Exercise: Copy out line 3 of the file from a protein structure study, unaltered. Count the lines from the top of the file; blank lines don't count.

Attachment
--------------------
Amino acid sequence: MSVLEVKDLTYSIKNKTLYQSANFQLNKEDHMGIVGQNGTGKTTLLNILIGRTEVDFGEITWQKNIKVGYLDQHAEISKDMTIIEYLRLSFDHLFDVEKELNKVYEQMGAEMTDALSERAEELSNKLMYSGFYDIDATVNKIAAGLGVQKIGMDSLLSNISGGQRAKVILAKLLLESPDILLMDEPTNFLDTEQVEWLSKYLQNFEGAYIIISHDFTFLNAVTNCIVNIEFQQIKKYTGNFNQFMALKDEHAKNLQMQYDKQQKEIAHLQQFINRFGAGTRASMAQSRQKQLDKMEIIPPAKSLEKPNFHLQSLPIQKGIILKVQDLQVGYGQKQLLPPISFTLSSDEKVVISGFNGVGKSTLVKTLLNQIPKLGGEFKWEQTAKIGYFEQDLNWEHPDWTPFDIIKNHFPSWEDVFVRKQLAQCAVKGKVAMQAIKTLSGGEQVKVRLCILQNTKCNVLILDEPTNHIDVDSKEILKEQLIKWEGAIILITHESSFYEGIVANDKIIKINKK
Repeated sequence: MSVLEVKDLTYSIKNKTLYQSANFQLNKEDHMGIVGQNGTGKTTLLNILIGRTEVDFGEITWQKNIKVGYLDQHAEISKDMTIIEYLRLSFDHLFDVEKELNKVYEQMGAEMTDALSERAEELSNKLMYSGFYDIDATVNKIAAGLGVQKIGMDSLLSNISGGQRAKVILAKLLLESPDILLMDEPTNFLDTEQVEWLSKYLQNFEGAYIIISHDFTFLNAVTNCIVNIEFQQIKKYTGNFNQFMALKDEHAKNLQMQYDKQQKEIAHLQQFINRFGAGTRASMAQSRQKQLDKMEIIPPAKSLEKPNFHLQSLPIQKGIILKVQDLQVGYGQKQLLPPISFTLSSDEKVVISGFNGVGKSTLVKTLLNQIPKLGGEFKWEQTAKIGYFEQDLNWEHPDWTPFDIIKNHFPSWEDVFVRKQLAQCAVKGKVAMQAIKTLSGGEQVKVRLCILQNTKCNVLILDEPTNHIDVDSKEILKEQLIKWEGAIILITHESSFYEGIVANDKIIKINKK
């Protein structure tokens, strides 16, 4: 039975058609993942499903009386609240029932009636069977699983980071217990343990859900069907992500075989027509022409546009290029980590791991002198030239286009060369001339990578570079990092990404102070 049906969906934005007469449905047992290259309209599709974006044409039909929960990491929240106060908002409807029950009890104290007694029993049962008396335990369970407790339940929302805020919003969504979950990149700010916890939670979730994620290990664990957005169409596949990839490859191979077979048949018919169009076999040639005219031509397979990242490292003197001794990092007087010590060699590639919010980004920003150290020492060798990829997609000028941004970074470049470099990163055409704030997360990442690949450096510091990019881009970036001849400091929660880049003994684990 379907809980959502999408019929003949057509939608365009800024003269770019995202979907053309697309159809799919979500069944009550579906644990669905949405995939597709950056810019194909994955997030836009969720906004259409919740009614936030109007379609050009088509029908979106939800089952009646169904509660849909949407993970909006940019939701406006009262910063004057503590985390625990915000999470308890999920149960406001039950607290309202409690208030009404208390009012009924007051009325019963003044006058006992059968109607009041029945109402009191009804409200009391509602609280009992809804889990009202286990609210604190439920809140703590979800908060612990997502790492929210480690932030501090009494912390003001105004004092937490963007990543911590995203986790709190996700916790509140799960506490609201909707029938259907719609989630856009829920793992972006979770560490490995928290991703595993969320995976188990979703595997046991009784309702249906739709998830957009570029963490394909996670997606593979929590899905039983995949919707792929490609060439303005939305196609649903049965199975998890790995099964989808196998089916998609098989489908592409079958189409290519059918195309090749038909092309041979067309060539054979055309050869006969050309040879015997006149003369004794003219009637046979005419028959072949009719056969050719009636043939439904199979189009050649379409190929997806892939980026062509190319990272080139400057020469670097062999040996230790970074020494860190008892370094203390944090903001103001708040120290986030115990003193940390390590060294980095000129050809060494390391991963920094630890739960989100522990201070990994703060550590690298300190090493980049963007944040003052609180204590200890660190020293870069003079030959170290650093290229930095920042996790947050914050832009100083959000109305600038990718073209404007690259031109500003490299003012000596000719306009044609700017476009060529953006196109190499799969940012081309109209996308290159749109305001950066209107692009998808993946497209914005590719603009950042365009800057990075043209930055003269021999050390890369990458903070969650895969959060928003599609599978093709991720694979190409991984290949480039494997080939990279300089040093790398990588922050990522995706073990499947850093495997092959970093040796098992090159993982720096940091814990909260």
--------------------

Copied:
């Protein structure tokens, strides 16, 4: 039975058609993942499903009386609240029932009636069977699983980071217990343990859900069907992500075989027509022409546009290029980590791991002198030239286009060369001339990578570079990092990404102070 049906969906934005007469449905047992290259309209599709974006044409039909929960990491929240106060908002409807029950009890104290007694029993049962008396335990369970407790339940929302805020919003969504979950990149700010916890939670979730994620290990664990957005169409596949990839490859191979077979048949018919169009076999040639005219031509397979990242490292003197001794990092007087010590060699590639919010980004920003150290020492060798990829997609000028941004970074470049470099990163055409704030997360990442690949450096510091990019881009970036001849400091929660880049003994684990 379907809980959502999408019929003949057509939608365009800024003269770019995202979907053309697309159809799919979500069944009550579906644990669905949405995939597709950056810019194909994955997030836009969720906004259409919740009614936030109007379609050009088509029908979106939800089952009646169904509660849909949407993970909006940019939701406006009262910063004057503590985390625990915000999470308890999920149960406001039950607290309202409690208030009404208390009012009924007051009325019963003044006058006992059968109607009041029945109402009191009804409200009391509602609280009992809804889990009202286990609210604190439920809140703590979800908060612990997502790492929210480690932030501090009494912390003001105004004092937490963007990543911590995203986790709190996700916790509140799960506490609201909707029938259907719609989630856009829920793992972006979770560490490995928290991703595993969320995976188990979703595997046991009784309702249906739709998830957009570029963490394909996670997606593979929590899905039983995949919707792929490609060439303005939305196609649903049965199975998890790995099964989808196998089916998609098989489908592409079958189409290519059918195309090749038909092309041979067309060539054979055309050869006969050309040879015997006149003369004794003219009637046979005419028959072949009719056969050719009636043939439904199979189009050649379409190929997806892939980026062509190319990272080139400057020469670097062999040996230790970074020494860190008892370094203390944090903001103001708040120290986030115990003193940390390590060294980095000129050809060494390391991963920094630890739960989100522990201070990994703060550590690298300190090493980049963007944040003052609180204590200890660190020293870069003079030959170290650093290229930095920042996790947050914050832009100083959000109305600038990718073209404007690259031109500003490299003012000596000719306009044609700017476009060529953006196109190499799969940012081309109209996308290159749109305001950066209107692009998808993946497209914005590719603009950042365009800057990075043209930055003269021999050390890369990458903070969650895969959060928003599609599978093709991720694979190409991984290949480039494997080939990279300089040093790398990588922050990522995706073990499947850093495997092959970093040796098992090159993982720096940091814990909260």